U.S. Reclassifies Many Documents in Secret Review
By Scott Shane
Sun Feb 21, 2006
The restoration of classified status to more than 55,000 previously declassified pages began in 1999, when the Central Intelligence Agency and five other agencies objected to what they saw as a hasty release of sensitive information after a 1995 declassification order signed by President Bill Clinton. It accelerated after the Bush administration took office and especially after the 2001 terrorist attacks, according to archives records.
... an intelligence historian, Matthew M. Aid, noticed that dozens of documents he had copied years ago had been withdrawn from the archives' open shelves.
After Mr. Aid and other historians complained, the archives' Information Security Oversight Office, which oversees government classification, began an audit of the reclassification program, said J. William Leonard, director of the office.
Mr. Leonard said he ordered the audit after reviewing 16 withdrawn documents and concluding that none should be secret.
"It doesn't make sense to create a category of documents that are classified but that everyone already has," said Meredith Fuchs, general counsel of the National Security Archive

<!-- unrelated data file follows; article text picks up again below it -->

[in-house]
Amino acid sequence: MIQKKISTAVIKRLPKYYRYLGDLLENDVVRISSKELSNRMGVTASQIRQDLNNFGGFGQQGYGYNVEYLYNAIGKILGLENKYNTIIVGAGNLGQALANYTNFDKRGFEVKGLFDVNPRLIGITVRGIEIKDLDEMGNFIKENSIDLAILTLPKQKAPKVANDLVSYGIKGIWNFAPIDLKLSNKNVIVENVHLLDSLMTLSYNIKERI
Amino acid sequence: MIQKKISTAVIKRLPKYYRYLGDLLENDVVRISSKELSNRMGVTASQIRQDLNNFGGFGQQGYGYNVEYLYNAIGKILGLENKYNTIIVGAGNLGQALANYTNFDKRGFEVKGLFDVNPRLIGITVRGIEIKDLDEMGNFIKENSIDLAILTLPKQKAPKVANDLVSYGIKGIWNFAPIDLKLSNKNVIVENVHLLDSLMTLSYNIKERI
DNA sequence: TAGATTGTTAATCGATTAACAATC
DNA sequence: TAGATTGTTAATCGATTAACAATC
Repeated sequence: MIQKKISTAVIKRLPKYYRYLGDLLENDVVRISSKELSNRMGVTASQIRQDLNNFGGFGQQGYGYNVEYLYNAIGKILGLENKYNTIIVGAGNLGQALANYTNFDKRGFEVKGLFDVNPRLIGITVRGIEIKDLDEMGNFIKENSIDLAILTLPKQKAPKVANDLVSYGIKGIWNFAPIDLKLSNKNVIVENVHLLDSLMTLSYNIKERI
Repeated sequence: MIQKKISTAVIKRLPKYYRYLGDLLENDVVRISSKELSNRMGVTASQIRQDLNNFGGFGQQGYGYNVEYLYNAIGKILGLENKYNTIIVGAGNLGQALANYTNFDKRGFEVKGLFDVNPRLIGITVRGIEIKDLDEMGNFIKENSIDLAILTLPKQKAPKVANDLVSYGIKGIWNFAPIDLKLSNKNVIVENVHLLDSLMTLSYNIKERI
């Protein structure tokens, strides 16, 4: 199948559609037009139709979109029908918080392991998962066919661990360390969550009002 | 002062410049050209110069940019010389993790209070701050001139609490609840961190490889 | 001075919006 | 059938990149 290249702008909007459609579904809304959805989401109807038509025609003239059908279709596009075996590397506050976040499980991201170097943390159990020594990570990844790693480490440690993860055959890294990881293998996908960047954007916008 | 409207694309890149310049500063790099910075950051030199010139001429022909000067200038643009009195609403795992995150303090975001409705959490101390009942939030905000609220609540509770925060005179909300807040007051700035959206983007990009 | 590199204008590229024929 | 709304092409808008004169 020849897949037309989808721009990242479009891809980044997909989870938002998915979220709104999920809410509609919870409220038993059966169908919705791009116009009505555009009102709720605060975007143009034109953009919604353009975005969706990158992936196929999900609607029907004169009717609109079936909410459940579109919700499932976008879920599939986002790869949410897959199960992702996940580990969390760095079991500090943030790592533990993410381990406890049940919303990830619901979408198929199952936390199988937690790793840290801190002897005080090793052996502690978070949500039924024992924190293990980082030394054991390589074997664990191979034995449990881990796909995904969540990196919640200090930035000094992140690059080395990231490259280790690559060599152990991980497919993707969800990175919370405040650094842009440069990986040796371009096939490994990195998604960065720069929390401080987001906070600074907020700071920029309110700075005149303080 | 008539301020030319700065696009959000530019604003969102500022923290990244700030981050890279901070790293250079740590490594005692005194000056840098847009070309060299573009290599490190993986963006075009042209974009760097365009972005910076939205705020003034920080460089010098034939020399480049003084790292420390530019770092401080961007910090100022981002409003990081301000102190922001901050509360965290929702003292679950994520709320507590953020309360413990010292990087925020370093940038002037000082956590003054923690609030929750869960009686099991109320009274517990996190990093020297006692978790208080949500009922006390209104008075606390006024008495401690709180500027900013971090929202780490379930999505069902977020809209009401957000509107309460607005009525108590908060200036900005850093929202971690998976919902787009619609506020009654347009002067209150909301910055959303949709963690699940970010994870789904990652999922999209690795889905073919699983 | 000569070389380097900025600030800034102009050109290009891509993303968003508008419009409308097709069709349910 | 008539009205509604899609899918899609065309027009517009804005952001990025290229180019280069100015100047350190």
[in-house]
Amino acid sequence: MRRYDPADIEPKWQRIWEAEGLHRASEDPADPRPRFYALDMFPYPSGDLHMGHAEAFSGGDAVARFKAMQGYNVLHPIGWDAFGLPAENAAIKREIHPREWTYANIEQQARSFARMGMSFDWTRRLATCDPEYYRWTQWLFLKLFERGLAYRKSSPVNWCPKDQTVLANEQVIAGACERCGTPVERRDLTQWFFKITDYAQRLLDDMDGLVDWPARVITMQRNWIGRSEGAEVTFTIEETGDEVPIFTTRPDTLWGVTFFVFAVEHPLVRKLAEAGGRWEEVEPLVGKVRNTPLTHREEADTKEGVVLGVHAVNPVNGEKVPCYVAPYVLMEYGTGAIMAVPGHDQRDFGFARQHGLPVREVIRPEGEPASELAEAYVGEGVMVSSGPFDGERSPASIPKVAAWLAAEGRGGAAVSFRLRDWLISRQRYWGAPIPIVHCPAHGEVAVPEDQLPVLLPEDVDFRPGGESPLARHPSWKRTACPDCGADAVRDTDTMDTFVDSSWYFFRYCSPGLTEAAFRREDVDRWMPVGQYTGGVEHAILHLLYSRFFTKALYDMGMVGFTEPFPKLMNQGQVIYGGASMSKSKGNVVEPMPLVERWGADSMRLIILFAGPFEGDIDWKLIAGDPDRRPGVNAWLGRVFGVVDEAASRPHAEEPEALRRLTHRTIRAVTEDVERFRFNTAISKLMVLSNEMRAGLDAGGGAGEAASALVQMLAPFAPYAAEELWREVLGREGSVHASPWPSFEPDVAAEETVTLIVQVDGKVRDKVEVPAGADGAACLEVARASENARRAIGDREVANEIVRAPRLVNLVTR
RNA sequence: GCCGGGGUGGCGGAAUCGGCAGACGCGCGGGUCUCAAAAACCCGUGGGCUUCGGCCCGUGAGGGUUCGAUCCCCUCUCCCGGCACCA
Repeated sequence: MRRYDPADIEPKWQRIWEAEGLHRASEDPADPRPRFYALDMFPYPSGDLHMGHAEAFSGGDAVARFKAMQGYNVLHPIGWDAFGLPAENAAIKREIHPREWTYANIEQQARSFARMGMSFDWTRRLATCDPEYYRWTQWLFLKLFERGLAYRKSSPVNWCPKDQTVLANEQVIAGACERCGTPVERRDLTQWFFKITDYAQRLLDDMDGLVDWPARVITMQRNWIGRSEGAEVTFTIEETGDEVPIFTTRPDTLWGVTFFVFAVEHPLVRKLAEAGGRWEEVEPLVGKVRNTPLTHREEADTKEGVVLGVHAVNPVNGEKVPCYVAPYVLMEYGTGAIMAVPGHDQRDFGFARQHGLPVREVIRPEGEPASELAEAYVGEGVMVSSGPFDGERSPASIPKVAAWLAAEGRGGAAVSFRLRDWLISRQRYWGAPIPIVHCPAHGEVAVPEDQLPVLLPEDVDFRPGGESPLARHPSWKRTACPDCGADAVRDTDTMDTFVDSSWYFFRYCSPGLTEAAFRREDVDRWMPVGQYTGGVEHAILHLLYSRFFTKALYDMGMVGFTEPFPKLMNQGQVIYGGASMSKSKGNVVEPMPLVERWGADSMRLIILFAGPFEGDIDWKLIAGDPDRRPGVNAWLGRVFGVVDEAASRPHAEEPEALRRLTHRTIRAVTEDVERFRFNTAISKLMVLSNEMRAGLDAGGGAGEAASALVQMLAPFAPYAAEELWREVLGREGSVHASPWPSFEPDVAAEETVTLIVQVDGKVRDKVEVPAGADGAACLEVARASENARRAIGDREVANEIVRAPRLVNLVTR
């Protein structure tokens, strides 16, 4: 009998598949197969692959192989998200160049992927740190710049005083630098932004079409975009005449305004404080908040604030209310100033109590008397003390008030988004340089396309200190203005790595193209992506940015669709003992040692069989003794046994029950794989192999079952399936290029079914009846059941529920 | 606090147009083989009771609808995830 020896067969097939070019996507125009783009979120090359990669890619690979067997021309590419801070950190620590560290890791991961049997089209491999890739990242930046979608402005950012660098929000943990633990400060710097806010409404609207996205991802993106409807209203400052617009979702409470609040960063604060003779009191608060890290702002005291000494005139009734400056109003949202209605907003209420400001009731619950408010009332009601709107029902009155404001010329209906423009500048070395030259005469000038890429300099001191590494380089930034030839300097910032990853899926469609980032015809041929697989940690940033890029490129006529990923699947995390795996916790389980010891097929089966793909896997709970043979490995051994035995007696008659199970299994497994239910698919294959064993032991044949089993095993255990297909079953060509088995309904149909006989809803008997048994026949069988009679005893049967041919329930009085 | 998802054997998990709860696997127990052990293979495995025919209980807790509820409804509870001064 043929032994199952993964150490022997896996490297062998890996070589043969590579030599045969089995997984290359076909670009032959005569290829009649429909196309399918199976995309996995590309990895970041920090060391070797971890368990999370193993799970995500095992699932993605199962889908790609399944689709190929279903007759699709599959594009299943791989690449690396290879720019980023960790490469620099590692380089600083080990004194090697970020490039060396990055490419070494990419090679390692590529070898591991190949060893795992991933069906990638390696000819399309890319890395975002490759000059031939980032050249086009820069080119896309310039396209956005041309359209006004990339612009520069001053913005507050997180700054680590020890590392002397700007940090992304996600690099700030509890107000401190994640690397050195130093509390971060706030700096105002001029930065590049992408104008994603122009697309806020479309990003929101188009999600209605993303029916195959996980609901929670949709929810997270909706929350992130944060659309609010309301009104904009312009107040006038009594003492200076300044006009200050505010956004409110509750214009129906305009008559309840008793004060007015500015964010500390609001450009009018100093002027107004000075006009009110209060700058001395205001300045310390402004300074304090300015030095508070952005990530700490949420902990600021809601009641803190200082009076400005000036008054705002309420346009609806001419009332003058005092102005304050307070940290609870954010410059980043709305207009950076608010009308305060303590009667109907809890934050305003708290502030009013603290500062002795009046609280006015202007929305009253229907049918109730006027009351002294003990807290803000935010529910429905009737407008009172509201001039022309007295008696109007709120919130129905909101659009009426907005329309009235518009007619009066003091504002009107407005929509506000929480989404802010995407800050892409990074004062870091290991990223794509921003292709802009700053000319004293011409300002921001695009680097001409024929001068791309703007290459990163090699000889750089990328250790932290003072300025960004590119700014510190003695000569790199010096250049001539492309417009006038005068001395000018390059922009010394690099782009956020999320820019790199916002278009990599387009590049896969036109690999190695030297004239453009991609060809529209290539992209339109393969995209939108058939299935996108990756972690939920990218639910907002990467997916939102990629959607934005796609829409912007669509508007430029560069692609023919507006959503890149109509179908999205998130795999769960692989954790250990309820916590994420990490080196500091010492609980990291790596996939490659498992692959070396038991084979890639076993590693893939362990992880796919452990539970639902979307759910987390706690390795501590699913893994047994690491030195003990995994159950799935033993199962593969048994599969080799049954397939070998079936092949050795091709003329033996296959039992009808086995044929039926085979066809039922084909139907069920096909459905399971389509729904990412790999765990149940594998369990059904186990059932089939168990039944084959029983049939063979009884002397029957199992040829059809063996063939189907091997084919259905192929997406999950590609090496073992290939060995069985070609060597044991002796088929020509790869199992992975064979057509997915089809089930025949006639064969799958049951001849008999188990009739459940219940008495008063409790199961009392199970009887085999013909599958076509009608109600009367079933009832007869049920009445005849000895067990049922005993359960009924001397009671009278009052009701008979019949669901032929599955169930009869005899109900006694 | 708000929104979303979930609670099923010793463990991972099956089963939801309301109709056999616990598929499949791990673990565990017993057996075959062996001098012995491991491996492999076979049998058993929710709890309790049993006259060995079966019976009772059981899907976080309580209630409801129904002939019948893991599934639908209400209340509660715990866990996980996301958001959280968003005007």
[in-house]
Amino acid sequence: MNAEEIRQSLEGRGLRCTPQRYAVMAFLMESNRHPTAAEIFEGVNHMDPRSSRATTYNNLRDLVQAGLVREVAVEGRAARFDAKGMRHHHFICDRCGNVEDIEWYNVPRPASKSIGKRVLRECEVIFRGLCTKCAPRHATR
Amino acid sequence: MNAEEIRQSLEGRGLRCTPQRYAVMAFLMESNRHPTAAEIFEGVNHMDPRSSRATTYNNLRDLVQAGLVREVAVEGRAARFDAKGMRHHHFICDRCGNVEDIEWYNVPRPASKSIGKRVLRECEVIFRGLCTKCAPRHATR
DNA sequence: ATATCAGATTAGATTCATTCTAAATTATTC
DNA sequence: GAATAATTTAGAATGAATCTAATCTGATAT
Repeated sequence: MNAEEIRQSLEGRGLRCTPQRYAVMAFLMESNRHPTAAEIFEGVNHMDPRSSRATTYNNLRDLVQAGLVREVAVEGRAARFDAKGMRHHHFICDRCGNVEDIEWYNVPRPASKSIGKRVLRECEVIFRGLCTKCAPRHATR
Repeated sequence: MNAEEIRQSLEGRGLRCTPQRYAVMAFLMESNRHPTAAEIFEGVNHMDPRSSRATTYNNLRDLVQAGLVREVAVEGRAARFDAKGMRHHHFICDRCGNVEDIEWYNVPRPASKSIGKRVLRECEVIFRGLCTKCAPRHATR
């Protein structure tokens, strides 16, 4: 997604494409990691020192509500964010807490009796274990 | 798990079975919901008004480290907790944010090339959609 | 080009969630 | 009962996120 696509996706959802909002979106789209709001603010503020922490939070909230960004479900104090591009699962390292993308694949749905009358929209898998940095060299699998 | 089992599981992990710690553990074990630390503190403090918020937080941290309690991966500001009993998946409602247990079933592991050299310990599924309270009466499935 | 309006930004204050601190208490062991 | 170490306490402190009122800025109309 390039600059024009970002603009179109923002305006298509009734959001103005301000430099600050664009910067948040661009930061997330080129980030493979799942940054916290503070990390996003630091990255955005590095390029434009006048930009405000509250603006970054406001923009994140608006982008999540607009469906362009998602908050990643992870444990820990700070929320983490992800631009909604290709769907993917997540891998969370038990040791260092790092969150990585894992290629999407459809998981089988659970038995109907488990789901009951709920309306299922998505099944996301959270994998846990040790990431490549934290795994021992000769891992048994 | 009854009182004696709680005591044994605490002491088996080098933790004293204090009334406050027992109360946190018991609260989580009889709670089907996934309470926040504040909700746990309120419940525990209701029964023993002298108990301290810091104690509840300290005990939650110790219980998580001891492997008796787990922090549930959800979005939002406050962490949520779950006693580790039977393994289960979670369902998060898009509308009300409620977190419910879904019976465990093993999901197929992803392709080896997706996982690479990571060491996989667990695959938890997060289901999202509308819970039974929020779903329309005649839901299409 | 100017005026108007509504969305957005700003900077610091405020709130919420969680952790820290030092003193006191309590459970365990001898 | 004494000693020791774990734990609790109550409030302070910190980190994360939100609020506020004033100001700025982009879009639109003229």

, a research group at George Washington University. "These documents were on open shelves for years."
National Archives officials said the program had revoked access to 9,500 documents, more than 8,000 of them since President Bush took office.
Anna K. Nelson, a foreign policy historian at American University, said she and other researchers had been puzzled in recent years by the number of documents pulled from the archives with little explanation.
"I think this is a travesty," said Dr. Nelson, who said she believed that some reclassified material was in her files. "I think the public is being deprived of what history is really about: facts."
Mr. Leonard said he believed that while that logic might seem strained, the agencies were technically correct. But he said the complaints about the secret program, which prompted his decision to conduct an audit, showed that the government's system for deciding what should be secret is deeply flawed.